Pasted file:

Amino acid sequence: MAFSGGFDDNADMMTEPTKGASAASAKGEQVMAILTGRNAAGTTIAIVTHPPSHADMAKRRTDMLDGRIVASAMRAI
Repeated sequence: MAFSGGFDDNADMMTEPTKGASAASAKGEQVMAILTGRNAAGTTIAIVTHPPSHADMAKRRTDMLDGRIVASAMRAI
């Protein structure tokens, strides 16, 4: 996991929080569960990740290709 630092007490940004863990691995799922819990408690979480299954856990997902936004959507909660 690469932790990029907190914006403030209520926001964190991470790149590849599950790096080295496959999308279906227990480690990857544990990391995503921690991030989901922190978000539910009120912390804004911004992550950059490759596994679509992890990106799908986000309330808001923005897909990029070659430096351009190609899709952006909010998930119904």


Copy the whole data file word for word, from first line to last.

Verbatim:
Amino acid sequence: MAFSGGFDDNADMMTEPTKGASAASAKGEQVMAILTGRNAAGTTIAIVTHPPSHADMAKRRTDMLDGRIVASAMRAI
Repeated sequence: MAFSGGFDDNADMMTEPTKGASAASAKGEQVMAILTGRNAAGTTIAIVTHPPSHADMAKRRTDMLDGRIVASAMRAI
């Protein structure tokens, strides 16, 4: 996991929080569960990740290709 630092007490940004863990691995799922819990408690979480299954856990997902936004959507909660 690469932790990029907190914006403030209520926001964190991470790149590849599950790096080295496959999308279906227990480690990857544990990391995503921690991030989901922190978000539910009120912390804004911004992550950059490759596994679509992890990106799908986000309330808001923005897909990029070659430096351009190609899709952006909010998930119904």